The foregoing descriptions of the invention have been presented for purposes of illustration and description. They are not exhaustive and do not limit the invention to the precise form disclosed. Modifications and variations are possible in light of the above teachings or may be acquired from practicing of the invention. For example, the described implementation includes software but the present invention may be implemented as a combination of hardware and software or in hardware alone. Additionally, although aspects of the present invention are described as being stored in memory, one skilled in the art will appreciate that these aspects can also be stored on other types of computer-readable media, such as secondary storage devices, like hard disks, floppy disks, or CD-ROM; a carrier wave from the Internet or other propagation medium; or other forms of RAM or ROM.

Patent Citations
Cited PatentFiling datePublication dateApplicantTitle
US6587856 *Dec 7, 1998Jul 1, 2003Oracle International CorporationMethod and system for representing and accessing object-oriented data in a relational database system
US6708186 *Sep 28, 2000Mar 16, 2004Oracle International CorporationAggregating and manipulating dictionary metadata in a database system
US7266565 *Jun 17, 2004Sep 4, 2007Tablecode Software CorporationTable-oriented application development environment
US7418459 *Aug 7, 2007Aug 26, 2008International Business Machines CorporationObject oriented based, business class methodology for performing data metric analysis
US20060190478 *Apr 27, 2006Aug 24, 2006Portal Software, Inc.Method and apparatus for object oriented storage and retrieval of data from a relational database
US20060218177 *Mar 25, 2005Sep 28, 2006Yuan-Chi ChangSystem and method for storing and retrieving data through an inferencing-enabled metadata system
US20080201358 *Apr 22, 2008Aug 21, 2008International Business Machines CorporationData Processing For Objects With Unknown Data Structures
Non-Patent Citations
Reference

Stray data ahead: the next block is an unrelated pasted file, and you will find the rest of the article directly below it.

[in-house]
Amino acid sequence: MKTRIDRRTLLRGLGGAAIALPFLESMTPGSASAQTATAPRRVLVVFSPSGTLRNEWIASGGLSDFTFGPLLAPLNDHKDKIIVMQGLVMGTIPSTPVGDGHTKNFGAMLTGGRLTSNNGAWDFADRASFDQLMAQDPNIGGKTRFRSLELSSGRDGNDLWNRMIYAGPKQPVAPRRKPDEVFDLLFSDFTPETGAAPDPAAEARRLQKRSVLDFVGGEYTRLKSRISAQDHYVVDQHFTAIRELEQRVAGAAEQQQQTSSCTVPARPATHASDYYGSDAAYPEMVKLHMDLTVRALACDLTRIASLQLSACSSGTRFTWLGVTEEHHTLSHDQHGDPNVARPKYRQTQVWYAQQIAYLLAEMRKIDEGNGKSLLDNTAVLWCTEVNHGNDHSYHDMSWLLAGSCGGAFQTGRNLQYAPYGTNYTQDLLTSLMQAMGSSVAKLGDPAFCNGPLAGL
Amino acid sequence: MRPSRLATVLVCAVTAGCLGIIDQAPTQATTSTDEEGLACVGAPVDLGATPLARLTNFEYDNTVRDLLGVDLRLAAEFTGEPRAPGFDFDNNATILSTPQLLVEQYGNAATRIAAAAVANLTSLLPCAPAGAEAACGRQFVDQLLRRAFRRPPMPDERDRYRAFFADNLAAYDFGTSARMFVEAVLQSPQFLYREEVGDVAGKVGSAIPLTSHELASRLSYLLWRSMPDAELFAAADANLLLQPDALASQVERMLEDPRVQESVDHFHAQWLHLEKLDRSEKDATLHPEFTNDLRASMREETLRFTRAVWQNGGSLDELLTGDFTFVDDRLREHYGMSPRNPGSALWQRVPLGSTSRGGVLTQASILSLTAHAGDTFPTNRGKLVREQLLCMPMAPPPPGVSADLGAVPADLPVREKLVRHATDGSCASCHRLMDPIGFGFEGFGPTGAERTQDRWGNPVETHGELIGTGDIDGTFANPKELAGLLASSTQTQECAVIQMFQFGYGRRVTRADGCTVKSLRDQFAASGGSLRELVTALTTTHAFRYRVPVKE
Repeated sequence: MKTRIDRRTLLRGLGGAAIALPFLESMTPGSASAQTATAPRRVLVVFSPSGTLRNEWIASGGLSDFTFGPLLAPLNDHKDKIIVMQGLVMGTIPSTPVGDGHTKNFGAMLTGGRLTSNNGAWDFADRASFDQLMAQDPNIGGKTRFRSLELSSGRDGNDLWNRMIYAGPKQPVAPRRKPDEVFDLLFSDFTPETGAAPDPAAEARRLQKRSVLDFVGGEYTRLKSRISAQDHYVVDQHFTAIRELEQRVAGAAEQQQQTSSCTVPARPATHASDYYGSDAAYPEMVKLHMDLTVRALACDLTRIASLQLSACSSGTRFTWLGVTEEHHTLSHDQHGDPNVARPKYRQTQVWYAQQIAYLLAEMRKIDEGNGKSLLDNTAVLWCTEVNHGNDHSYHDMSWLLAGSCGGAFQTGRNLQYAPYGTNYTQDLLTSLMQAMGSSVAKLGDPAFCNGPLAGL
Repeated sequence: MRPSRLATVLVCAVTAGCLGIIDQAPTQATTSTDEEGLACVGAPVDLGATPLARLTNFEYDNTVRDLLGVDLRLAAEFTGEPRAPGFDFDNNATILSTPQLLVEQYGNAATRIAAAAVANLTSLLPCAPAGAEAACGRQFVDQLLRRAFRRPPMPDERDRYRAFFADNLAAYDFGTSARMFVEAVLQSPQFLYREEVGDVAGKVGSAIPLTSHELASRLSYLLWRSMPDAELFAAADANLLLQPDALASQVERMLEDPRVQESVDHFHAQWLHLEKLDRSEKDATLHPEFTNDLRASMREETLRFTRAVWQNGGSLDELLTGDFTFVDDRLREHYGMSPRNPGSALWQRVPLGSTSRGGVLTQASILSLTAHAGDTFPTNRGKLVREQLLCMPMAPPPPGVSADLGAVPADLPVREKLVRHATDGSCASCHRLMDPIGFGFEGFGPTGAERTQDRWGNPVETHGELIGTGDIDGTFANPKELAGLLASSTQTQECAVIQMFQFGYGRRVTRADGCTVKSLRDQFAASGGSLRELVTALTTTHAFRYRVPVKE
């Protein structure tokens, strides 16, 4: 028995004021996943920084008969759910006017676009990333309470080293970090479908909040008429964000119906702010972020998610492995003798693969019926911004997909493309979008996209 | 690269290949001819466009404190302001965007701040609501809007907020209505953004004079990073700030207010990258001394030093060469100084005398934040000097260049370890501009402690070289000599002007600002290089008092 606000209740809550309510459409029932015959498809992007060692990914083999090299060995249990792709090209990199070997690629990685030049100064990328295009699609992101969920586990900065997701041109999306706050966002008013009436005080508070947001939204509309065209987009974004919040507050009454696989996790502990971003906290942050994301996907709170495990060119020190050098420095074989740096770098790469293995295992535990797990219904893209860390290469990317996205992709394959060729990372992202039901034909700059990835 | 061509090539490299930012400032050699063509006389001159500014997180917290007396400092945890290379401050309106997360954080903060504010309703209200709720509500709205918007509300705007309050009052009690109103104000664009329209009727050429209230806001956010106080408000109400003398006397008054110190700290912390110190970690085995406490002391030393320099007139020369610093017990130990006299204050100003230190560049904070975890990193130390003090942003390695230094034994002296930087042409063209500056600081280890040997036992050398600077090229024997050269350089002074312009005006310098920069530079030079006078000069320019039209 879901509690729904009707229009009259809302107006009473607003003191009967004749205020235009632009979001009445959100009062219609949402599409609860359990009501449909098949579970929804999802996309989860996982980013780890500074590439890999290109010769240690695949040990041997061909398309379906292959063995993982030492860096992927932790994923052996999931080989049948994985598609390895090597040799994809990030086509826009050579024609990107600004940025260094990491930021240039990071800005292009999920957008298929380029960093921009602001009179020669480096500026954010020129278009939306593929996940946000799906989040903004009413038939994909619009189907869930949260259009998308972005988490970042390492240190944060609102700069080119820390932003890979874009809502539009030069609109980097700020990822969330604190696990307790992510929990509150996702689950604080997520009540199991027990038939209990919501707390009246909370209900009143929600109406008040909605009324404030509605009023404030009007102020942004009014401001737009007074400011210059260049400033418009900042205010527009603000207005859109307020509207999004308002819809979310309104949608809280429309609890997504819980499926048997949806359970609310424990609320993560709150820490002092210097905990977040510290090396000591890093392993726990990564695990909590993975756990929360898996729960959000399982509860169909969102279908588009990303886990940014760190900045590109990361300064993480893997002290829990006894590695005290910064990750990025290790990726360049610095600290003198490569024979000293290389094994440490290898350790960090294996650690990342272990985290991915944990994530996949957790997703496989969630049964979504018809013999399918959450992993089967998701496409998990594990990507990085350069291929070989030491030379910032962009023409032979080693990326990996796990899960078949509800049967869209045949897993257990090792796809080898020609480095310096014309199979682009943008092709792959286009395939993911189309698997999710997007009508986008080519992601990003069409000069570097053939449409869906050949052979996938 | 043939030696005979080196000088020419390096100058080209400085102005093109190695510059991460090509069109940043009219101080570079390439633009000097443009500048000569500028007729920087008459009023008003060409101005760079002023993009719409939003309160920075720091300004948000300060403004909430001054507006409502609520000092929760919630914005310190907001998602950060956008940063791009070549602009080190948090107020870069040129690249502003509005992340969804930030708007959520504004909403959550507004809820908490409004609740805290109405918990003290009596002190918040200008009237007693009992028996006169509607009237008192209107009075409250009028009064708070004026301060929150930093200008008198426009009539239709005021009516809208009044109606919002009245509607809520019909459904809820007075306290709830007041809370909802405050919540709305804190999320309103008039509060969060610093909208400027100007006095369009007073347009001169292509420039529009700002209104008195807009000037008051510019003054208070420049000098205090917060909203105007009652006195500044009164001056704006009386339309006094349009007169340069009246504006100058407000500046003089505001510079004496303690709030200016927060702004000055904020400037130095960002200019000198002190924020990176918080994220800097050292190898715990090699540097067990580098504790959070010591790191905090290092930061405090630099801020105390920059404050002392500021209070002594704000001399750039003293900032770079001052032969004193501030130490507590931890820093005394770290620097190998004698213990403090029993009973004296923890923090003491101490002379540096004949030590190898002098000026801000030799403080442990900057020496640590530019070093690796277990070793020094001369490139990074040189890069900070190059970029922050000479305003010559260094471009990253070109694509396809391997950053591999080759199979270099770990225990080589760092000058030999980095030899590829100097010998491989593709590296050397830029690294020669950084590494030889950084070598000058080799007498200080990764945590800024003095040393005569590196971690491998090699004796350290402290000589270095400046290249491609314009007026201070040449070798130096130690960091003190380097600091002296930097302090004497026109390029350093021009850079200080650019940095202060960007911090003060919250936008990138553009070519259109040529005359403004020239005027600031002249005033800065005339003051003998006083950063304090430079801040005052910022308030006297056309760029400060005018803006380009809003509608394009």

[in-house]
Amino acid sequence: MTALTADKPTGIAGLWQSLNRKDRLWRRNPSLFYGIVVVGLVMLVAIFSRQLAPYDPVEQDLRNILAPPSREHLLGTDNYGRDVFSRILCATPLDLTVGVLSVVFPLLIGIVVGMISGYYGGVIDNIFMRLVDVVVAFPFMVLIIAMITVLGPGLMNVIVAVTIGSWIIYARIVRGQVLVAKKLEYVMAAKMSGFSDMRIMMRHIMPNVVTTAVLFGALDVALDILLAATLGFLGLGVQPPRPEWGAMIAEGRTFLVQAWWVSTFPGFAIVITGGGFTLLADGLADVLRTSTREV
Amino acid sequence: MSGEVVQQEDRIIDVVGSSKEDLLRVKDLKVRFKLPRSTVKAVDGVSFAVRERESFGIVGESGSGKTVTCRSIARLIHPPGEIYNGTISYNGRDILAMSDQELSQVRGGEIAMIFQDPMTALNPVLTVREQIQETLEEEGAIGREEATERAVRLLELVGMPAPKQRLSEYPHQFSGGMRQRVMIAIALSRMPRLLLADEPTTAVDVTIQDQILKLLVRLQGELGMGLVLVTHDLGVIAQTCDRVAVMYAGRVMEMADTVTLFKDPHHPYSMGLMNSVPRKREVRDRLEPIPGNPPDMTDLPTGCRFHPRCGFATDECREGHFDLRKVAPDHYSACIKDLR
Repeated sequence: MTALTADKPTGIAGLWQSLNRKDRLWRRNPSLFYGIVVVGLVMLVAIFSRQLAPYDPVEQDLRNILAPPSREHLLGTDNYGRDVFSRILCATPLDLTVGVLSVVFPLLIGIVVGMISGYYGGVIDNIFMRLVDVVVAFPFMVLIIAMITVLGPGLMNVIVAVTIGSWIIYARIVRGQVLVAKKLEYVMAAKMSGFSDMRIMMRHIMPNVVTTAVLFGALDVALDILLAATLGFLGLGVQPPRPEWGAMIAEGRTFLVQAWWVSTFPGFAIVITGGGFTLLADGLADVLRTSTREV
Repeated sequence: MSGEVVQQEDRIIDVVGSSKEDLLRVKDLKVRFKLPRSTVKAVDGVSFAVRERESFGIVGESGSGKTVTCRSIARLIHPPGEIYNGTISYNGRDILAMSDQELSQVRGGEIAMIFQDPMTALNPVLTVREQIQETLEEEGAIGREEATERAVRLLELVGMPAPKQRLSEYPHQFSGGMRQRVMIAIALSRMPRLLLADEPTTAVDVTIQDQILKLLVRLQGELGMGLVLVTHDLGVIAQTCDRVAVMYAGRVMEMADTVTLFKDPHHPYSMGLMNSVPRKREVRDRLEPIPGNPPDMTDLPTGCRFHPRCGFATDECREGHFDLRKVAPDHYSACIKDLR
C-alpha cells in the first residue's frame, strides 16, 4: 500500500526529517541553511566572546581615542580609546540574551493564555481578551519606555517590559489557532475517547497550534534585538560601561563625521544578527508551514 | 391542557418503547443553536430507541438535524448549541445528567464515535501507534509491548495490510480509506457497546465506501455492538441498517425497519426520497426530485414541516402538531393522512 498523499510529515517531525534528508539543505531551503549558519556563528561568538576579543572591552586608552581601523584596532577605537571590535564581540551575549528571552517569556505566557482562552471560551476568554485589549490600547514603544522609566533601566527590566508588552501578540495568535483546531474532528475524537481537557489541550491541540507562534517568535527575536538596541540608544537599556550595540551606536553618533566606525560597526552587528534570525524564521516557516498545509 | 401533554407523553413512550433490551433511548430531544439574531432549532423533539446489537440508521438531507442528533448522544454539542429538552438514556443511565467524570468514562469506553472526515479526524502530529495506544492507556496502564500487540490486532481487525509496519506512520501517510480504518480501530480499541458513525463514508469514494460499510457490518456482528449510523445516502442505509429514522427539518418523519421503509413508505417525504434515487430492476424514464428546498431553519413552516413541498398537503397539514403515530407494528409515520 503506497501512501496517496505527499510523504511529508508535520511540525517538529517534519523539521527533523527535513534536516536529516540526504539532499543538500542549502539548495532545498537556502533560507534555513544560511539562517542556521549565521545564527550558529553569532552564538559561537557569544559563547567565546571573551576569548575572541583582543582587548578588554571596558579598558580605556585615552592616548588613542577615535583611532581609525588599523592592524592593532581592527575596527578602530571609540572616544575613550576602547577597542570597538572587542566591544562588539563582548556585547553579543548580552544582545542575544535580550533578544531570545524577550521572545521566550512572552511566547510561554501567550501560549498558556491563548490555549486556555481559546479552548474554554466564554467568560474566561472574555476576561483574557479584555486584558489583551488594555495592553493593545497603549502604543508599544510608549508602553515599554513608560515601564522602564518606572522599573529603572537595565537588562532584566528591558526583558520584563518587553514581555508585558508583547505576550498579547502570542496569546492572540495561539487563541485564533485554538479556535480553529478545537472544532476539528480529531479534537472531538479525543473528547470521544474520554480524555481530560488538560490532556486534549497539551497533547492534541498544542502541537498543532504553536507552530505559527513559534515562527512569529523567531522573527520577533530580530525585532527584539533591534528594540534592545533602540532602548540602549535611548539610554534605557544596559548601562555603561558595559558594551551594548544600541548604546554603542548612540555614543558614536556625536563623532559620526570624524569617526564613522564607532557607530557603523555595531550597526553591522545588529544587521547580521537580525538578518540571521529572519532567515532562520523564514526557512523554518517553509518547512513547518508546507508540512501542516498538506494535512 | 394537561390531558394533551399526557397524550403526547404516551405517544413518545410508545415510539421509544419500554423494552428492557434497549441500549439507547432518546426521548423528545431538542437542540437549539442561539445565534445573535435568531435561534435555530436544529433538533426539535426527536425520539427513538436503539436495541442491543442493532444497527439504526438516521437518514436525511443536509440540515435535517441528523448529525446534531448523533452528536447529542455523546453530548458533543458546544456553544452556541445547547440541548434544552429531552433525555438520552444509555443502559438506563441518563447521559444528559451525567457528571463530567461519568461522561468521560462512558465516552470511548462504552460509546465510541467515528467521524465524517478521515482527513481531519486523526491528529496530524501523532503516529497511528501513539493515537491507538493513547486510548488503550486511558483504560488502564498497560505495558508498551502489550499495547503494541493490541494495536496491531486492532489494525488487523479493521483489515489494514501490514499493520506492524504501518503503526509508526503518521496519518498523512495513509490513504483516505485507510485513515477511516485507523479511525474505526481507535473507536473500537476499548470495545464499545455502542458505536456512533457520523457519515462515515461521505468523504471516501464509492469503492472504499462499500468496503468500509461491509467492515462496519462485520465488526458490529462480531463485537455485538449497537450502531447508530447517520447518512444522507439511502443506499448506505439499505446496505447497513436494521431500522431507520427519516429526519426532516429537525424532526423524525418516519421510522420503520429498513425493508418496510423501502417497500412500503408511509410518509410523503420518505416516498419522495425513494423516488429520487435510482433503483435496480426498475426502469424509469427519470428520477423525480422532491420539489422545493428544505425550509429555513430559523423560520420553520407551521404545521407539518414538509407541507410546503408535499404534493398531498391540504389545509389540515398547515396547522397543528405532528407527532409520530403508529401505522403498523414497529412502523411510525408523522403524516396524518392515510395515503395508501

1 *"Ontologies and Diagrams for Software and Systems Engineering: processes and objects", by Roel Wieringa, Jan. 23, 2000.
2Arsov, et al., "An Approach for Design of the Object-Oriented Databases with Restricted Natural Language Access", XP-002401009, Proc. of the 4th International Conference Conference on Computer Systems and Technologies: E-Learning, pp. 147-152, (Jun. 19, 2003).
3Blaha, et al., "Converting OO Models into RDBMS Schema", XP-002401008, IEEE Software USA, vol. 11, No. 3, pp. 28-39, (May 1994).
4Habela, et al., "Overcoming the Complexity of Object-Oriented DBMS Metadata Management", XP-002401007, Proc. of the 9th International Conference Object-Oriented Information Systems (00IS 2003), pp. 214-225, (Sep. 2, 2003).
5Jerke, et al., "Building Database-Driven Flash Applications", XP-002401199, Apress, Springer-Verlag Berlin and Heidelberg GmbH & Co. KG, pp. 119-170, (Oct. 2003).
6Jodlowski, et al., "Objects and Roles in the Stack-Based Approach", XP-002401006, Proc. of the 13th International Conference on Database and Expert Systems Applications (DEXA 2002), vol. 2453, pp. 514-523, (Sep. 2, 2002).
Referenced by
Citing PatentFiling datePublication dateApplicantTitle
US8219585Jun 3, 2011Jul 10, 2012Enterprise Elements, Inc.Database data dictionary
US8224855Jun 3, 2011Jul 17, 2012Enterprise Elements, Inc.Database data dictionary
US8515997Jun 15, 2012Aug 20, 2013Enterprise Elements, Inc.Database data dictionary
US20100138370 *Nov 23, 2009Jun 3, 2010Kindsight, Inc.Method and apparatus for machine-learning based profiling
Classifications
U.S. Classification707/790, 707/802, 707/793
International ClassificationG06F17/30, G06F7/00
Cooperative ClassificationG06F17/30607, G06F17/30, G06F7/00, G06F17/30604
European ClassificationG06F17/30S8R2, G06F17/30S8T
Legal Events
DateCodeEventDescription
Dec 13, 2006ASAssignment
Owner name: ENTERPRISE ELEMENTS, INC., VIRGINIA
Free format text: ASSIGNMENT OF ASSIGNORS INTEREST;ASSIGNOR:DEWOOLFSON, BRUCE RANDALL;REEL/FRAME:018624/0003
Effective date: 20060822
Dec 13, 2007ASAssignment
Owner name: ENTERPRISE ELEMENTS, INC., VIRGINIA
Free format text: ASSIGNMENT OF ASSIGNORS INTEREST;ASSIGNOR:DEWOOLFSON, BRUCE RANDALL;REEL/FRAME:020248/0642
Effective date: 20060822
Feb 20, 2015REMIMaintenance fee reminder mailed
Jun 9, 2015FPAYFee payment
Year of fee payment: 4
Jun 9, 2015SULPSurcharge for late payment